If numbers are to be believed, the black-and-yellow taxis have seen a sharp drop, while their arch-rivals, the app-based aggregators, have increased in numbers in the past two years.
According to Hindustan Times, the number of black-and-yellow taxis in south Mumbai has seen a sharp drop – from 57,810 in 2016-17 to 44,566 in 2018-19. The number of tourist taxis, a majority of which are used by app-based aggregators, has increased to 74,911 in 2018-19, from 60,752 two years ago. The number of autorickshaws, meanwhile, has gone up to 2.12 lakh, from 1.37 lakh in 2016-17. The regional transport officers (RTO) have said that the dip is despite the state de-freezing the permits for both autorickshaws and taxis from 2017, after a 20-year gap.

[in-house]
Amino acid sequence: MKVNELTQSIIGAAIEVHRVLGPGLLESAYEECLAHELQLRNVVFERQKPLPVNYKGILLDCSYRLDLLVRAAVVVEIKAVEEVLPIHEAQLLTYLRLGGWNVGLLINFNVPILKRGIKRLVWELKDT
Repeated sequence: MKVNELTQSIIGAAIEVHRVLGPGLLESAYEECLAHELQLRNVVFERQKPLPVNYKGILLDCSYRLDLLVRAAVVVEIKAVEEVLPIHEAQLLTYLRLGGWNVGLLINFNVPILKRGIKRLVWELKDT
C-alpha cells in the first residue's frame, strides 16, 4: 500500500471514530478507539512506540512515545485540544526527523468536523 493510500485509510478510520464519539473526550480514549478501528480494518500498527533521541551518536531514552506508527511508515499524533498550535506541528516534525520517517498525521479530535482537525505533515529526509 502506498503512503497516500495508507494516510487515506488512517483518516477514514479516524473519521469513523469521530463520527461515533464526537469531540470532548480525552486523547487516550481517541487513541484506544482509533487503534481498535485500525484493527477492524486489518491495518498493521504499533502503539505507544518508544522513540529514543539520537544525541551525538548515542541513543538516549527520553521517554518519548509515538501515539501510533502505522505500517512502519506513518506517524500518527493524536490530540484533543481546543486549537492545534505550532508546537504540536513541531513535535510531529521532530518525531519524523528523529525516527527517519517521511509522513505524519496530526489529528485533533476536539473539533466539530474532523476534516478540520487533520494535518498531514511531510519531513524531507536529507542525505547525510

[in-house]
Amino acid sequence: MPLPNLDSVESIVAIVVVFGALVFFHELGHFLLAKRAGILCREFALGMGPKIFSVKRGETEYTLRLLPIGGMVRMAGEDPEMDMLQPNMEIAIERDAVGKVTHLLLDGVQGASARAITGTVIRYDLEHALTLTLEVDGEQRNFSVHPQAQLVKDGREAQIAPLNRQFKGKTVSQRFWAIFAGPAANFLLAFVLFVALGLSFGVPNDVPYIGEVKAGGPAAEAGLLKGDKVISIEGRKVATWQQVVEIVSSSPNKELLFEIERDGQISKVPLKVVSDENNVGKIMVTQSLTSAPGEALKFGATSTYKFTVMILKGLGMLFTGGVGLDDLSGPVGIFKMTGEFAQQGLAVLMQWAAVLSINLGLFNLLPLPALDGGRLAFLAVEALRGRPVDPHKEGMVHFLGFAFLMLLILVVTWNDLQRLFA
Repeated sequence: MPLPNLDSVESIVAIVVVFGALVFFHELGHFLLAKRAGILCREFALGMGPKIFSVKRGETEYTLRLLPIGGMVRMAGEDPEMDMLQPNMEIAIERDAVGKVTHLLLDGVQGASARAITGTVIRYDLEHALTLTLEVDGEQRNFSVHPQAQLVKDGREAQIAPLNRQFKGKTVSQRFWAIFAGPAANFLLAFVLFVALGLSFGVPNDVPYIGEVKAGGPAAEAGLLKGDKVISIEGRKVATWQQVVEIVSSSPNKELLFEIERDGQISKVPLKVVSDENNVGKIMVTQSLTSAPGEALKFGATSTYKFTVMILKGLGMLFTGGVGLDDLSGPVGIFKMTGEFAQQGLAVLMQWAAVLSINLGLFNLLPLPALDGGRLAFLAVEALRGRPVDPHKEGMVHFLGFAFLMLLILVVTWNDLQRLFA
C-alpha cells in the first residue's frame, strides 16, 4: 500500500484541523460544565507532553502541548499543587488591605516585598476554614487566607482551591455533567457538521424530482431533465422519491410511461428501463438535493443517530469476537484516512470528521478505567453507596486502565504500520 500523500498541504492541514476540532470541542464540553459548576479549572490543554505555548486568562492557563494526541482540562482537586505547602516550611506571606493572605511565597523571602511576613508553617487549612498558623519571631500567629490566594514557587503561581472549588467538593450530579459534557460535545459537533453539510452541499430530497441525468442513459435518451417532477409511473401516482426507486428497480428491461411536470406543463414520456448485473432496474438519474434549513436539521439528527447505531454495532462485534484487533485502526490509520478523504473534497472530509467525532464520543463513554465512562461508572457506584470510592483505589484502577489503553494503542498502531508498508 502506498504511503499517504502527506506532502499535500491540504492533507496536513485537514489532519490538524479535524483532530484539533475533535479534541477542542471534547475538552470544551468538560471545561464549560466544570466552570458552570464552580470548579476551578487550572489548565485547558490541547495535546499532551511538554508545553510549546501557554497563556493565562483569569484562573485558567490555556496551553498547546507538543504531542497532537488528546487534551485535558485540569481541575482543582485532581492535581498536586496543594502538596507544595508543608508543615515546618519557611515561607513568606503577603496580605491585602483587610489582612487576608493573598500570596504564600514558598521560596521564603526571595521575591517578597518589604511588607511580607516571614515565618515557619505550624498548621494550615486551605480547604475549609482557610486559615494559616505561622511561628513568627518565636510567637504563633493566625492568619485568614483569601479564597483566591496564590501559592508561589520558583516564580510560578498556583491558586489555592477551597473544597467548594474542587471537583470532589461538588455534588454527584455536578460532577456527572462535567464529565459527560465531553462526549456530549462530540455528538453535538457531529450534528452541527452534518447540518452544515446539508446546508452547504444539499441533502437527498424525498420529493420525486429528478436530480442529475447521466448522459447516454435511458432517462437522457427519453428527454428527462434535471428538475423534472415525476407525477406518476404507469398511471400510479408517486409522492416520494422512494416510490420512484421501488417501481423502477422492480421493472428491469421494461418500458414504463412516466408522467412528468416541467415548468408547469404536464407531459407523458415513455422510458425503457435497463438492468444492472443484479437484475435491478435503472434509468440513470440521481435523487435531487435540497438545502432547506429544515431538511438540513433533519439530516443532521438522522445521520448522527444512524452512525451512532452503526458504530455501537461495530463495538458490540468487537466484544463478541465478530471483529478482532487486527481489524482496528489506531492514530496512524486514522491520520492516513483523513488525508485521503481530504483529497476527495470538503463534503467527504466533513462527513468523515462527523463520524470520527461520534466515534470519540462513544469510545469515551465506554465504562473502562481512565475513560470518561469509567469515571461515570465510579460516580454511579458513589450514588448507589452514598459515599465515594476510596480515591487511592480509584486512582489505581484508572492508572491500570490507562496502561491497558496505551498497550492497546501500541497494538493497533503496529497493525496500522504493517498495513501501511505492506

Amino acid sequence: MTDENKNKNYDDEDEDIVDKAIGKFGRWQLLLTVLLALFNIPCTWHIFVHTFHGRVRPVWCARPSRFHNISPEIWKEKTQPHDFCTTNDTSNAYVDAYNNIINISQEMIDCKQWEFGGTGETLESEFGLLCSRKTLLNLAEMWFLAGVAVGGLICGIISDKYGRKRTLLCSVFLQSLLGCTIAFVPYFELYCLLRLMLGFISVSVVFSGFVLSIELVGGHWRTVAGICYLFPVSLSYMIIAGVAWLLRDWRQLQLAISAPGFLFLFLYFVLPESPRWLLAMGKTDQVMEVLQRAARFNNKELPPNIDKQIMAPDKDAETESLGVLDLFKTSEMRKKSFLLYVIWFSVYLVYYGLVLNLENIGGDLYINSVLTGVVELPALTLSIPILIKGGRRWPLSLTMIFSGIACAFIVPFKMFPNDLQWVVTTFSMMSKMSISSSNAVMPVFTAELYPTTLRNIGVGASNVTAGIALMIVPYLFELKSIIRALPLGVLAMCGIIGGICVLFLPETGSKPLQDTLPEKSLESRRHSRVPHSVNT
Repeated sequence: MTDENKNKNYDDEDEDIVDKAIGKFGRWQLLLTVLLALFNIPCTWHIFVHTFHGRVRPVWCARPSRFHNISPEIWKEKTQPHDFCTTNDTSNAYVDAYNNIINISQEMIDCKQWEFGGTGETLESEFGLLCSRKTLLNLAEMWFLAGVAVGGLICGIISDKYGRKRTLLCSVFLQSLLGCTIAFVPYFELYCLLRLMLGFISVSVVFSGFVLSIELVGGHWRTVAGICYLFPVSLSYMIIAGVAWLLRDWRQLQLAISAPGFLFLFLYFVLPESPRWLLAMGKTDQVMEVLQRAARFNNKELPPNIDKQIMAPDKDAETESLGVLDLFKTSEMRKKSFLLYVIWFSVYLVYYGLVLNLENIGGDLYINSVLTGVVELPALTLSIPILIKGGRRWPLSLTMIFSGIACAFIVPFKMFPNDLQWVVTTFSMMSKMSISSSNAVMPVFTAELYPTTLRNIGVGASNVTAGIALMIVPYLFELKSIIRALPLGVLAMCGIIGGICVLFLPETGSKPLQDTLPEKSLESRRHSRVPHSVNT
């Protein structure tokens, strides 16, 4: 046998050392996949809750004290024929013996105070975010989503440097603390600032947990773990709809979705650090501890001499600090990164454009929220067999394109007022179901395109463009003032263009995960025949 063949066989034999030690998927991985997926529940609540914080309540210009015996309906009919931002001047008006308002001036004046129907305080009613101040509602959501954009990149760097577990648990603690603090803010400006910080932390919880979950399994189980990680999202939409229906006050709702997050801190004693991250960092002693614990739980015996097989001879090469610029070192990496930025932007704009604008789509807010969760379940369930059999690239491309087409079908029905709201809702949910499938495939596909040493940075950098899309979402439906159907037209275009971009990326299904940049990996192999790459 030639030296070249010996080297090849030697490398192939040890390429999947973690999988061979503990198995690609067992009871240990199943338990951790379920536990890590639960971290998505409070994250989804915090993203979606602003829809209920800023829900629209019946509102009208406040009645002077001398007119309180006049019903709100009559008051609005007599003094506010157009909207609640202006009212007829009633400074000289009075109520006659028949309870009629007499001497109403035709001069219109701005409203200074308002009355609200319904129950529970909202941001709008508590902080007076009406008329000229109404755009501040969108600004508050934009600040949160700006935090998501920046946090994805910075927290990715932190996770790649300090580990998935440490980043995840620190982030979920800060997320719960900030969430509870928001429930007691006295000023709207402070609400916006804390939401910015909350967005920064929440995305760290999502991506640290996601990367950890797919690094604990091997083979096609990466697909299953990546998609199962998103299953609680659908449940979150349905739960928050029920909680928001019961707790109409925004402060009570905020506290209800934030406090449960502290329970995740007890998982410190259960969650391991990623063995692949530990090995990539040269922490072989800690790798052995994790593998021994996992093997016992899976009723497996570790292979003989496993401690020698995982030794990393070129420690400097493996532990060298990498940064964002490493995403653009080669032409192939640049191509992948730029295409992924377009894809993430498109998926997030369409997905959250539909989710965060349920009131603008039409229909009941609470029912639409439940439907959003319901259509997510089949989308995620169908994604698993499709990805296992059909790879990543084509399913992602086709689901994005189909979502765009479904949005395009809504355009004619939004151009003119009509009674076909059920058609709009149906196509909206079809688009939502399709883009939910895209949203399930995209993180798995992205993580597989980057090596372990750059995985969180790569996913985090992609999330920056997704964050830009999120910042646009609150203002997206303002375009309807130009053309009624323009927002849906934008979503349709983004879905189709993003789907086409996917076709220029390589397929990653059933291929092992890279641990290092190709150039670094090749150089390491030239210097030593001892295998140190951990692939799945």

AL Quadros, veteran leader of cabbies in Mumbai told the leading daily, “Due to tough working conditions, new drivers don’t want to drive taxis now. They do not want to work for 12 hours or more. Instead, they prefer to work as a driver on private vehicles.” AV Shenoy of Mumbai Mobility Forum told the leading daily, “Ola-Uber cabs are unaffordable due to surge pricing. Rickshaws are not comfortable riding long distances and can’t ply in the island city. The dwindling number of black-and-yellow taxis is bad news for island city passengers. BEST, even with the increased strength, can’t fill up this gap.”